Atlas Shrugged is a novel by Ayn Rand, first published in 1957 in the United States. Rand's fourth and last novel, it was also her longest, and the one she considered to be her magnum opus in the realm of fiction writing. Atlas Shrugged includes elements of romance, mystery and science fiction, and it contains Rand's most extensive statement of Objectivism in any of her works of fiction.
The protagonist, Dagny Taggart, sees society collapse around her as the government increasingly asserts control over all industry. The book explores a dystopian United States where many of society's most productive citizens refuse to be exploited by increasing taxation and government regulations and go on strike. The refusal evokes the imagery of what would happen if the mythological Atlas refused to continue to hold up the world. They are led by John Galt. Galt describes the strike as "stopping the motor of the world" by withdrawing the minds that drive society's growth and productivity. In their efforts, these people "of the mind" hope to demonstrate that a world in which the individual is not free to create is doomed, that civilization cannot exist where every person is a slave to society and government, and that the destruction of the profit motive leads to the collapse of society.
Atlas Shrugged is set in an alternative dystopian United States at an unspecified time, in which the country has a "National Legislature" instead of Congress and a "Head of State" instead of President. Writer Edward Younkins noted, "The story may be simultaneously described as anachronistic and timeless. The pattern of industrial organization appears to be that of the late 1800s — the mood seems to be close to that of the depression-era 1930s. Both the social customs and the level of technology remind one of the 1950s." Many early 20th-century technologies are available, and the steel and railroad industries are especially significant; jet planes are described as a relatively new technology, and television is a novelty significantly less influential than radio. While many other countries are mentioned in passing, there is no mention of the Soviet Union, no reference to World War II or the Cold War. It is implied that the countries of the world are converting to big government statism, along vaguely Marxist lines, in references to "People's States" in Europe and South America. Plot elements also refer to nationalization of businesses in these "People's States", as well as in America. The "mixed economy" of the book's present is often contrasted with the "pure" capitalism of 19th century America, wistfully recalled as a lost Golden Age.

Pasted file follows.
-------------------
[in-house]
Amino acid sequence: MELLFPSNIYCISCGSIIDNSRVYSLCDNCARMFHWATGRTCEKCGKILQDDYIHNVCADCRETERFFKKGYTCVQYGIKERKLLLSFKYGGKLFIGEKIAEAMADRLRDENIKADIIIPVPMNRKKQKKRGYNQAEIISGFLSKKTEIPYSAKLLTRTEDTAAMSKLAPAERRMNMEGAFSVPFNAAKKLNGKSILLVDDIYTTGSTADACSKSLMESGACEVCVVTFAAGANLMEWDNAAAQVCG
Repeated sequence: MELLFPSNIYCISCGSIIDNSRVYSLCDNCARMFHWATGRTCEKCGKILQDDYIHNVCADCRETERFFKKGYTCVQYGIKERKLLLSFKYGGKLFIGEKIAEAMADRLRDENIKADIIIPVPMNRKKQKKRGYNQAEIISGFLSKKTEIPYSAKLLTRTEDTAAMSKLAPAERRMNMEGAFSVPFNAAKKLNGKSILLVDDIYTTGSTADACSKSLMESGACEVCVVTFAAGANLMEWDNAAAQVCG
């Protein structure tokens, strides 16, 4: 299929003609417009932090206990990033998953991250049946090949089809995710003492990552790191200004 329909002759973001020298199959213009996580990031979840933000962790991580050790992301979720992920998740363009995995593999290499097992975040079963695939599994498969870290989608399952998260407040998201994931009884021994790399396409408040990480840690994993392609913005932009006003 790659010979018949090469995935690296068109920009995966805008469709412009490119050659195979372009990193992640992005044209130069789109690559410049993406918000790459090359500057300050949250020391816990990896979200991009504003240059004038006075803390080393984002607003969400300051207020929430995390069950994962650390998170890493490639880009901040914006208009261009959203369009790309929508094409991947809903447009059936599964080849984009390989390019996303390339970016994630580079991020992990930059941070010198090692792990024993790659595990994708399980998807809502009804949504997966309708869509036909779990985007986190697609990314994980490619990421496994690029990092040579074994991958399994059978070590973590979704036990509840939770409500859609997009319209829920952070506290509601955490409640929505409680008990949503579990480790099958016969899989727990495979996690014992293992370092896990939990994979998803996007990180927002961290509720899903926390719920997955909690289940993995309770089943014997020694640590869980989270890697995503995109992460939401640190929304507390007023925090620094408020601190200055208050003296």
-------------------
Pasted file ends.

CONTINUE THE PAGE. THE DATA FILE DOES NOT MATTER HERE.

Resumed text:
A dystopia is a place in which "people lead dehumanized and often fearful lives" or in which "everything is unpleasant or bad, typically....totalitarian or environmentally degraded." Common elements of dystopias may vary from environmental to political and social issues.
Objectivism's central tenets are that reality exists independent of consciousness, that human beings have direct contact with reality through sense perception, that one can attain objective knowledge from perception through the process of concept formation and inductive logic, that the proper moral purpose of one's life is the pursuit of one's own happiness (or rational self-interest), that the only social system consistent with this morality is full respect for individual rights embodied in laissez-faire capitalism, and that the role of art in human life is to transform humans' metaphysical ideas by selective reproduction of reality into a physical form—a work of art—that one can comprehend and to which one can respond emotionally.